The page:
Building blocks of innovation
From incubating new businesses and funding ideas, to providing mentorship and guidance, many organisations are partnering with entrepreneurs to develop and scale up innovations that can benefit consumers across the board. Patricia Mascarenhas reports.
India is urbanising rapidly. Experts suggest that within the next decade or so, close to 40 per cent of the population will live in urban areas. “With this rapid explosion the country needs to create the infrastructure that can handle it – housing, transportation, energy, water, waste management etc,” says Karthik Balakrishnan, vice president- corporate brand, Mahindra & Mahindra.
Like most developing countries around the world India too has realised the importance of building an entrepreneurial ecosystems to create jobs and wealth for its economy. Many private and public sectors along with the education system have also come together to make this possible. However, the government can only be a facilitator and aid through installing the right legal framework. “A few significant transactions have triggered a shift in mindset more accepting of entrepreneurship, however, India's ecosystem is still far from generating enough deals to sustain economic development,” says Yousef Hamidaddin, CEO, Oasis500.
Entrepreneurial ecosystems are the “engine” behind all fast-growing economies and the key for sustainable economic development and growth. “The ecosystem should enable entrepreneurship and encourage creativity, incubate viable concepts, and facilitate the success of entrepreneurial ventures to a level that affects the cultural orientation of the surrounding community,” informs Hamidaddin. In simple terms, it is a system that fosters ideas from early stages of development to successful businesses.
A perfect example of an entrepreneurial ecosystem is the Silicon Valley in the United States. All societies and markets organise, in some manner, a form of business ecosystem following their own historical, economic and political organisation. Research in societal performance shows that some ecosystems can be as much of an hindrance to the economic growth as a stimulant factor.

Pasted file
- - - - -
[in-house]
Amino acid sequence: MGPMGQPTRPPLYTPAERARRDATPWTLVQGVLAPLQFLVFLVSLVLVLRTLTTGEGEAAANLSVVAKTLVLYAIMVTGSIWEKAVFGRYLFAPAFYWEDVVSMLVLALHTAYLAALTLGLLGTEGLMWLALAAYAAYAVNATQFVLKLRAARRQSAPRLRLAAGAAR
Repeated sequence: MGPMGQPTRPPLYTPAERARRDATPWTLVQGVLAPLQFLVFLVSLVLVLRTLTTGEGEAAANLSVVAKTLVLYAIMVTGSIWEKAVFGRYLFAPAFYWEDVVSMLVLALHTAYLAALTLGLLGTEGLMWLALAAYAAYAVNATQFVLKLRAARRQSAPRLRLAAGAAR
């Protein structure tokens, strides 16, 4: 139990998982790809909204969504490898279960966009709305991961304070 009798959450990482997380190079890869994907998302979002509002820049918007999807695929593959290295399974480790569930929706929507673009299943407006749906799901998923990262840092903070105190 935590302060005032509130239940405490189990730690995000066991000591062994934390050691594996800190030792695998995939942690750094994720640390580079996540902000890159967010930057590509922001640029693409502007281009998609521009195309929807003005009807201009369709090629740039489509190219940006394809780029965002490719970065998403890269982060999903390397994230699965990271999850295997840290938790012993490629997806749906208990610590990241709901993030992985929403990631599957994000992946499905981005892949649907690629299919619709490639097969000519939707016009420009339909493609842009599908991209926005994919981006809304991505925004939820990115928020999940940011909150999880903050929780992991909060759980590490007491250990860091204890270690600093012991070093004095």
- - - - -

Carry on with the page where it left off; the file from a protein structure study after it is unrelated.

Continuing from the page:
Therefore, in order to create an eco-system conducive to entrepreneurs in India, there is an increase in the number of platforms promoting entrepreneurs in the social space in India. “We want to trigger disruptive innovation in India. This requires a fresh injection of scientific thought and a focus on providing solutions that have the potential to change every day life,” informs Balakrishnan, whose organisation has launched an online platform 'Spark the Rise' for change-makers to connect with one another, collaborate and exchange ideas, enlist volunteers and donors, and receive grants. “We believe that 'made in India' can mean best in the world, and the Rise Prize is meant to show how world beating innovations can be built right here in India,” he adds.
Hamidaddin also agrees, “Entrepreneurship is a hot topic globally and many of the global movers and shakers are now focusing their efforts on entrepreneurship which is why developing countries like India should use these opportunities to showcase their skills.” Omraan, an initiate of Oasis500, calls for new technology ideas that aim at identifying and rewarding aspiring entrepreneurs, who are developing promising technologies.
For example, today almost 50 per cent of road accidents are in urban areas and 75 per cent are related to driver error. As the population of cars on Indian roads increases, there is a need for transformation in the way that the auto industry works.
Certainly what’s even better is that today’s entrepreneurs are not limited by their geography. Technology enables entrepreneurs in one country to connect with innovators in another. Thus platforms like these bring together some of the brightest minds around the world to work with entrepreneurs and take their innovations to the next level.
“This will help entrepreneurs in converting their urban tech ideas into reality by giving them an investment and a unique opportunity to accelerate their idea,” adds Hamidaddin. Balakrishnan agrees, “This is a great time for young entrepreneurs who want to make a dent in the universe to come out and show the world what they have to offer.”